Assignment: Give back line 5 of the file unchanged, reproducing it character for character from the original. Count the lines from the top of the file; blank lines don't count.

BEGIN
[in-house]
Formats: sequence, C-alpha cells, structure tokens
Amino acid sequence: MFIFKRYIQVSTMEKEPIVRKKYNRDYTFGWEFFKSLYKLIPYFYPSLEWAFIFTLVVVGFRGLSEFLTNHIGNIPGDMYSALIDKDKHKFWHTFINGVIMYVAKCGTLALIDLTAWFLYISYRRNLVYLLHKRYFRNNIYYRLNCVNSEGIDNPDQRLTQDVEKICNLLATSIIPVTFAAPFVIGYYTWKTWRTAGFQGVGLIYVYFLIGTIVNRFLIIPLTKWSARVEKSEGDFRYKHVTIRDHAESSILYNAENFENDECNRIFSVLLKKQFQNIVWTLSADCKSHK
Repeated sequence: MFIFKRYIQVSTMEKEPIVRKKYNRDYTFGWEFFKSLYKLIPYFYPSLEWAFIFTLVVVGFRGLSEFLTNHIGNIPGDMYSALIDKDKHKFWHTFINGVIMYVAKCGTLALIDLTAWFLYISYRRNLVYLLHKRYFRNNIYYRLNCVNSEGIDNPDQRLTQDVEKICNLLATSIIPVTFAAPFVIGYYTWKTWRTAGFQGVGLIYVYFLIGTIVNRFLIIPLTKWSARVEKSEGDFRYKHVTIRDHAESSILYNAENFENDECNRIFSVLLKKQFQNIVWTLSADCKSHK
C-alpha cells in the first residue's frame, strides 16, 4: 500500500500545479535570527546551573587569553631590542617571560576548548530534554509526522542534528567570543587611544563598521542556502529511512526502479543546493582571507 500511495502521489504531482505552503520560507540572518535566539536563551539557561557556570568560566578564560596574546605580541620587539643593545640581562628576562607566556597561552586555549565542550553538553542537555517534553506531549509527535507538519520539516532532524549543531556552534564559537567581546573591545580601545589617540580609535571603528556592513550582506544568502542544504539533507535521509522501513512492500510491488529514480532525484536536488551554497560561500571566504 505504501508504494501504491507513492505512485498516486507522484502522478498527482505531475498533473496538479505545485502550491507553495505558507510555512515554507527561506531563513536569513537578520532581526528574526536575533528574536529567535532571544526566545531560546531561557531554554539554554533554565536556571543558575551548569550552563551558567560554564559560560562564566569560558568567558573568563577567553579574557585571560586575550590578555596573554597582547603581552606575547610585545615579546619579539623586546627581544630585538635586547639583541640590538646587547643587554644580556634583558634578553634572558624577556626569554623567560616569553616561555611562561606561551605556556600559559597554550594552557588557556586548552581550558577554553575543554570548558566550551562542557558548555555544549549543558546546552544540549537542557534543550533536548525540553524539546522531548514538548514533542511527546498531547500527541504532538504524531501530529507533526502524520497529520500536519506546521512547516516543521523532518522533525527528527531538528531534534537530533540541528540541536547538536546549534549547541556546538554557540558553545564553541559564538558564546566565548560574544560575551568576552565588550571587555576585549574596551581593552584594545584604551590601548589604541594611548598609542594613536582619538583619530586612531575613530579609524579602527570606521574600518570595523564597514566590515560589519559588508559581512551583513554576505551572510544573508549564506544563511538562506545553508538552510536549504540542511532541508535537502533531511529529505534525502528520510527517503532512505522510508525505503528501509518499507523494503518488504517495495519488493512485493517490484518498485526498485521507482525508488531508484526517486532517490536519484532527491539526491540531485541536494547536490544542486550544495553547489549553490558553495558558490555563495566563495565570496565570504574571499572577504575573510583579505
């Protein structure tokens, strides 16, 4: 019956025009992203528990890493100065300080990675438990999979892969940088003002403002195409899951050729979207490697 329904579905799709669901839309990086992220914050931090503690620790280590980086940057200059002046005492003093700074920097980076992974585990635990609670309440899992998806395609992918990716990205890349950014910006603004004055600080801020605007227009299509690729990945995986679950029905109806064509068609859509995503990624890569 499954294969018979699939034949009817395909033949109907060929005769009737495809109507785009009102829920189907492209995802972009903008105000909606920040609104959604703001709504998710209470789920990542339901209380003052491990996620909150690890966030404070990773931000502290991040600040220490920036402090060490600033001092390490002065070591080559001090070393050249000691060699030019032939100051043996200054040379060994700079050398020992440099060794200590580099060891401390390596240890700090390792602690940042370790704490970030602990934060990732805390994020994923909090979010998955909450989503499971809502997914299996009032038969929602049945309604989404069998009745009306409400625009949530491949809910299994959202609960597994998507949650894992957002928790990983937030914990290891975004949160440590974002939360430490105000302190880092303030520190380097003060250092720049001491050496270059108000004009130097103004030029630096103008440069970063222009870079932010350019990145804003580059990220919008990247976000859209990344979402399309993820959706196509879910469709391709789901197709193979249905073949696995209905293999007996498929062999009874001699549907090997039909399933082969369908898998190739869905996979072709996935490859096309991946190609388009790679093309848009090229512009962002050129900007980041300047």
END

C-alpha cells in the first residue's frame, strides 16, 4: 500500500500545479535570527546551573587569553631590542617571560576548548530534554509526522542534528567570543587611544563598521542556502529511512526502479543546493582571507 500511495502521489504531482505552503520560507540572518535566539536563551539557561557556570568560566578564560596574546605580541620587539643593545640581562628576562607566556597561552586555549565542550553538553542537555517534553506531549509527535507538519520539516532532524549543531556552534564559537567581546573591545580601545589617540580609535571603528556592513550582506544568502542544504539533507535521509522501513512492500510491488529514480532525484536536488551554497560561500571566504 505504501508504494501504491507513492505512485498516486507522484502522478498527482505531475498533473496538479505545485502550491507553495505558507510555512515554507527561506531563513536569513537578520532581526528574526536575533528574536529567535532571544526566545531560546531561557531554554539554554533554565536556571543558575551548569550552563551558567560554564559560560562564566569560558568567558573568563577567553579574557585571560586575550590578555596573554597582547603581552606575547610585545615579546619579539623586546627581544630585538635586547639583541640590538646587547643587554644580556634583558634578553634572558624577556626569554623567560616569553616561555611562561606561551605556556600559559597554550594552557588557556586548552581550558577554553575543554570548558566550551562542557558548555555544549549543558546546552544540549537542557534543550533536548525540553524539546522531548514538548514533542511527546498531547500527541504532538504524531501530529507533526502524520497529520500536519506546521512547516516543521523532518522533525527528527531538528531534534537530533540541528540541536547538536546549534549547541556546538554557540558553545564553541559564538558564546566565548560574544560575551568576552565588550571587555576585549574596551581593552584594545584604551590601548589604541594611548598609542594613536582619538583619530586612531575613530579609524579602527570606521574600518570595523564597514566590515560589519559588508559581512551583513554576505551572510544573508549564506544563511538562506545553508538552510536549504540542511532541508535537502533531511529529505534525502528520510527517503532512505522510508525505503528501509518499507523494503518488504517495495519488493512485493517490484518498485526498485521507482525508488531508484526517486532517490536519484532527491539526491540531485541536494547536490544542486550544495553547489549553490558553495558558490555563495566563495565570496565570504574571499572577504575573510583579505